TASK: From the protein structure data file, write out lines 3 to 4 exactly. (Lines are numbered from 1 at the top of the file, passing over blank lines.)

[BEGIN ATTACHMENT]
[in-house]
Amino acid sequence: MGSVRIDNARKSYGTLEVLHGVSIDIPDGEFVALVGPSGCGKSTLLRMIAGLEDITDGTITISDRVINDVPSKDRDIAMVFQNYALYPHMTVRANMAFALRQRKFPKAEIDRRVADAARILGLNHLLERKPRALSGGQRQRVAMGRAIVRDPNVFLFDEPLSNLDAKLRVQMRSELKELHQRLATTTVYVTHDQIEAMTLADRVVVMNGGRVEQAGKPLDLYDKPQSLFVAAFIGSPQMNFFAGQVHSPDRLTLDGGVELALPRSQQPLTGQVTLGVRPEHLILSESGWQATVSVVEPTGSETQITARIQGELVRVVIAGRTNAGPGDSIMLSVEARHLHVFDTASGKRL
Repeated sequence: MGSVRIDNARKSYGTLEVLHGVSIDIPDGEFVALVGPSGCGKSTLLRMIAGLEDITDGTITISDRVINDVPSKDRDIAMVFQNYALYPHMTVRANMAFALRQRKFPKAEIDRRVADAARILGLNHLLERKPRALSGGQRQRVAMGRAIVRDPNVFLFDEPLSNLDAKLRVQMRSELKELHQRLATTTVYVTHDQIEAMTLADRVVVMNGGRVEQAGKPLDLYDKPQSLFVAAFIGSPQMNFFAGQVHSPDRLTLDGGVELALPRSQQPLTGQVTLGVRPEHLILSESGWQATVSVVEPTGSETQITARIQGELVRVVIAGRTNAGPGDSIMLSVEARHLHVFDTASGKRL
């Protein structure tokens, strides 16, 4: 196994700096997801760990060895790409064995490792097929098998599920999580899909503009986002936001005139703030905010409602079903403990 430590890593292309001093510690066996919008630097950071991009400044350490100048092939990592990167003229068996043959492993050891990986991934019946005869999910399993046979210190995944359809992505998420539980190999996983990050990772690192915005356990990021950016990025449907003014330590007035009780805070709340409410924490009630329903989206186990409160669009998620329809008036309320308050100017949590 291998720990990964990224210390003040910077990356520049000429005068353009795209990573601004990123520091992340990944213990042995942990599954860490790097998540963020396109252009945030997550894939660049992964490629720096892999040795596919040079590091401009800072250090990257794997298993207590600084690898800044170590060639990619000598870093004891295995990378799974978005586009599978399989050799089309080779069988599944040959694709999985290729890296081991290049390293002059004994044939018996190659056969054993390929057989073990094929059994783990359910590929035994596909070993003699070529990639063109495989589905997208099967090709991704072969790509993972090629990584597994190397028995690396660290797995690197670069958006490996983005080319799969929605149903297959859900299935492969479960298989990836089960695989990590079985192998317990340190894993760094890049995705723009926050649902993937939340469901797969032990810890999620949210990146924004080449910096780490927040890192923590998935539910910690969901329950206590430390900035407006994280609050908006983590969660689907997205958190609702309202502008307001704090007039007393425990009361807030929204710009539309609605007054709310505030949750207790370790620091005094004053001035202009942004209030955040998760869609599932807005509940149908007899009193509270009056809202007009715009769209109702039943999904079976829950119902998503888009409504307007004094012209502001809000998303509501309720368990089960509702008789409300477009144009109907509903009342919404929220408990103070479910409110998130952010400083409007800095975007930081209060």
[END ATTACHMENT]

Repeated sequence: MGSVRIDNARKSYGTLEVLHGVSIDIPDGEFVALVGPSGCGKSTLLRMIAGLEDITDGTITISDRVINDVPSKDRDIAMVFQNYALYPHMTVRANMAFALRQRKFPKAEIDRRVADAARILGLNHLLERKPRALSGGQRQRVAMGRAIVRDPNVFLFDEPLSNLDAKLRVQMRSELKELHQRLATTTVYVTHDQIEAMTLADRVVVMNGGRVEQAGKPLDLYDKPQSLFVAAFIGSPQMNFFAGQVHSPDRLTLDGGVELALPRSQQPLTGQVTLGVRPEHLILSESGWQATVSVVEPTGSETQITARIQGELVRVVIAGRTNAGPGDSIMLSVEARHLHVFDTASGKRL
């Protein structure tokens, strides 16, 4: 196994700096997801760990060895790409064995490792097929098998599920999580899909503009986002936001005139703030905010409602079903403990 430590890593292309001093510690066996919008630097950071991009400044350490100048092939990592990167003229068996043959492993050891990986991934019946005869999910399993046979210190995944359809992505998420539980190999996983990050990772690192915005356990990021950016990025449907003014330590007035009780805070709340409410924490009630329903989206186990409160669009998620329809008036309320308050100017949590 291998720990990964990224210390003040910077990356520049000429005068353009795209990573601004990123520091992340990944213990042995942990599954860490790097998540963020396109252009945030997550894939660049992964490629720096892999040795596919040079590091401009800072250090990257794997298993207590600084690898800044170590060639990619000598870093004891295995990378799974978005586009599978399989050799089309080779069988599944040959694709999985290729890296081991290049390293002059004994044939018996190659056969054993390929057989073990094929059994783990359910590929035994596909070993003699070529990639063109495989589905997208099967090709991704072969790509993972090629990584597994190397028995690396660290797995690197670069958006490996983005080319799969929605149903297959859900299935492969479960298989990836089960695989990590079985192998317990340190894993760094890049995705723009926050649902993937939340469901797969032990810890999620949210990146924004080449910096780490927040890192923590998935539910910690969901329950206590430390900035407006994280609050908006983590969660689907997205958190609702309202502008307001704090007039007393425990009361807030929204710009539309609605007054709310505030949750207790370790620091005094004053001035202009942004209030955040998760869609599932807005509940149908007899009193509270009056809202007009715009769209109702039943999904079976829950119902998503888009409504307007004094012209502001809000998303509501309720368990089960509702008789409300477009144009109907509903009342919404929220408990103070479910409110998130952010400083409007800095975007930081209060």